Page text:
Thumbs-up for DCT…
SELECTIVE dry cow therapy is a reliable way to increase bulk somatic cell counts, according to Elizabeth Berry, researcher at the Institute of Animal Health, Compton, Berks.
She told a British Cattle Vet Association meeting that while there were concerns over prophylactic antibiotic use, there are many benefits of dry cow therapy (DCT). This included increased cow yields, reduced cell counts and lower clinical mastitis incidence. DCT has also reduced summer mastitis incidence. "There is no evidence that using DCT is increasing antibiotic resistance risks."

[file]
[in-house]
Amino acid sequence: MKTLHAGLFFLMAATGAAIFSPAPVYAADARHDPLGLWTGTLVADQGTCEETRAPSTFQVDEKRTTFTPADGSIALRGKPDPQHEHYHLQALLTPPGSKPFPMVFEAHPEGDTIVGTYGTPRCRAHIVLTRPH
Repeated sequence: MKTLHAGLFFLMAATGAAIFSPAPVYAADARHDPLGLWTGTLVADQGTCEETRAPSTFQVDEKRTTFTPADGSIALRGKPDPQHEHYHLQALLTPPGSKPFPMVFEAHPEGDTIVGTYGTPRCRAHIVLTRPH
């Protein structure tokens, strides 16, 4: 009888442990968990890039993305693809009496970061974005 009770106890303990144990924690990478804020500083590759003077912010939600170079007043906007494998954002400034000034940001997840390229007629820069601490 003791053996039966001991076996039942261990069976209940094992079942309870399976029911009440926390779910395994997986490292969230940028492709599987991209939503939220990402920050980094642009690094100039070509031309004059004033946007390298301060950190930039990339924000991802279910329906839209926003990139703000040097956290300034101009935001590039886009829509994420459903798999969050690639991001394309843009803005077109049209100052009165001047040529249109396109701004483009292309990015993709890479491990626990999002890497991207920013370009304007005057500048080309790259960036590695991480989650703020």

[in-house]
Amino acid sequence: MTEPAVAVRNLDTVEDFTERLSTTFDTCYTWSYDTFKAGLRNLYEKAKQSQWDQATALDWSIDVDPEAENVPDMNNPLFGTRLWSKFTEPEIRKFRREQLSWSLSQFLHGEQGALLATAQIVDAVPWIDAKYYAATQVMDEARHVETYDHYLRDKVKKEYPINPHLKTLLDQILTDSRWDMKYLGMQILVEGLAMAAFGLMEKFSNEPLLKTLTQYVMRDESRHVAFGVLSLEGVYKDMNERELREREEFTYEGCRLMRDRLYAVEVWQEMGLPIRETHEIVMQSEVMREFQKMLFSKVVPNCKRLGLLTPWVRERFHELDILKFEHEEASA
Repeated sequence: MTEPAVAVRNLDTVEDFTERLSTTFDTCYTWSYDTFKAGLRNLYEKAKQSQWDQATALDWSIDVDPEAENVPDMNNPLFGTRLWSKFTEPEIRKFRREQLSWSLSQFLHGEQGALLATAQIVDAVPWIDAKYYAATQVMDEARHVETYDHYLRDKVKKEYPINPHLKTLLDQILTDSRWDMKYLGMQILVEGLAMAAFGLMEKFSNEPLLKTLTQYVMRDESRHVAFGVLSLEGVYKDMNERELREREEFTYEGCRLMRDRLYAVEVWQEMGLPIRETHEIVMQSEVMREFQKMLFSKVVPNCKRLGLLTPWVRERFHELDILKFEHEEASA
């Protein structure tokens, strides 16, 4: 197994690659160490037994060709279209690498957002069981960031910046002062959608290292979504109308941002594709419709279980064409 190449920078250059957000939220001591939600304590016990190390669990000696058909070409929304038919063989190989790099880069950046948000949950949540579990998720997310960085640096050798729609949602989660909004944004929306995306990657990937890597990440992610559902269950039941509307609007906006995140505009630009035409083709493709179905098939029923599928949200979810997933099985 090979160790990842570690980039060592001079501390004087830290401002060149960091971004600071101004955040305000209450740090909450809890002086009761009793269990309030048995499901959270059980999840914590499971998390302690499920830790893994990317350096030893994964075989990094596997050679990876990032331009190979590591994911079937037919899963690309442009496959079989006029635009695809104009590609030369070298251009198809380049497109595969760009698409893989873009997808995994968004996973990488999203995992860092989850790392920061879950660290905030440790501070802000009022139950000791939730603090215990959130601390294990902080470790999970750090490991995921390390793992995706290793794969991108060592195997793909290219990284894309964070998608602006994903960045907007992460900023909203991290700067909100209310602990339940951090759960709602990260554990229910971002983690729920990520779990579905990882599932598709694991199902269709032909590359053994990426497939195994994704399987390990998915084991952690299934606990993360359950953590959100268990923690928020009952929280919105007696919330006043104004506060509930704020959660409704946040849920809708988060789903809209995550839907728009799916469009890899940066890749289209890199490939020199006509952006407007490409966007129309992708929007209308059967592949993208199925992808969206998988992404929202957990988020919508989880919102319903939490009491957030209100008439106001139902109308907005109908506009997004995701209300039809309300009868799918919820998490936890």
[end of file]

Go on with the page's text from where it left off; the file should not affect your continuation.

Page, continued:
Ms Berrys study using the institutes two herds and two in organic conversion show that cell counts have gone up when therapy was selective. "The institutes low cell count herd still shows a benefit from DCT."
In the study, eight of the 131 IAH cows receiving no DCT suffered clinical mastitis during the dry period compared with no cases in 117 treated cows. During the eight weeks after calving 11 of the treated cows and 22 of the untreated cows showed clinical mastitis.
Cows on the farms in organic conversion showed a similar trend. Of the 39 untreated cows there were six mastitis cases during the dry period and seven within eight weeks of calving, the 34 treated cows suffered no cases.